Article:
It can be difficult to discern a problem with your little ones.
An occasional vomit and general lethargy- while concerning – is nothing out of the ordinary and can be diagnosed as a temporary cold or intolerance.
For Rae and Josh McLeod and their little three-year-old girl, Ari, there was nothing unusual about their daughter’s behaviour before doctors at the Royal Children’s Hospital discovered a brain tumour the size of an apricot growing in her brain.
The Selby family have since spent a month at the hospital.
She was a little bit sick for about a month up until we took her into hospital. There was nothing overly concerning,” Ms McLeod said
“She’d sometimes have a bit of a power spew once every couple of days and then be fine, so we thought maybe upset tummy or intolerance problem.”
“We had three to four trips to the doctor and they said all of the symptoms were explainable by an ear infection or UTI.”
“We had her on antibiotics and she was on the improve and started feeling better and got a bit more lively, but then she didn’t really get any better than that.”
When Ari suddenly became worse despite being prescribed steroids and antibiotics by doctors, Rae rushed her to the Royal Children’s Hospital.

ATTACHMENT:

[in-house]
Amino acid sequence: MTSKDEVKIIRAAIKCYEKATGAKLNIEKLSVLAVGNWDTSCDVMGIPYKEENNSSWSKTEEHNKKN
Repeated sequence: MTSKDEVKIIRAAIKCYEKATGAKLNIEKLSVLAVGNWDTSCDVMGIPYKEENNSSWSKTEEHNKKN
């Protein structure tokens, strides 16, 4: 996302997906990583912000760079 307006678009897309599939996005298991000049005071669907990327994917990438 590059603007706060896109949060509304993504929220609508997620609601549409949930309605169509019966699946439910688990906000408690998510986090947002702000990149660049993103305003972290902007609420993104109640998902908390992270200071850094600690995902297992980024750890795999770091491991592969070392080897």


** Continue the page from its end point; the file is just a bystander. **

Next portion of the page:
“We got to the hospital Sunday afternoon and they all thought it was a bit odd and strange, but they weren’t overly concerned, just concerned that they didn’t know what was going on.”
“They did blood tests and the blood tests came back clean… everything was normal and then they did a CT scan.”
The CT scan revealed a large build up fluid and a tumour the size of an apricot.
Following the discovery, Ari immediately went into emergency surgery so surgeons could drain the build-up of fluid.
Since then, Ari has undergone a long complex brain surgery to remove as much of the brain tumour as possible. Although 80 per cent of the tumour was removed, the remaining 20 cannot be touched due to its close proximity to Ari’s brain stem.
The ordeal is far from over, with Ari undertaking rehabilitation and radiation therapy over the coming weeks.
A GoFundMe has been set up for the local family to cover the medical bills, and to hopefully ease the burden placed on the family, who are also expecting a second child.
“The tumour will always be there and always be a chance of relapse because there is a little ball of tumour that’s left there.
While Ms McLeod said Ari has been amazing throughout the entire process, it has taken a toll on all of them.
“She’s been a little trooper,” Ms McLeod said.
“The first week after the surgery was difficult. She’s always been a very chatty and because of the surgery she lost her ability to speak and lost her control of her eye movement and motor skills.”
“She’s gone back to her normal attitude now and we realised in the months leading up to all the surgeries that she was just slowly fading away and now she is slowly coming back to life.”
You can join Ari’s Army and donate to the GoFundMe at https://www.gofundme.com/f/ari039s-army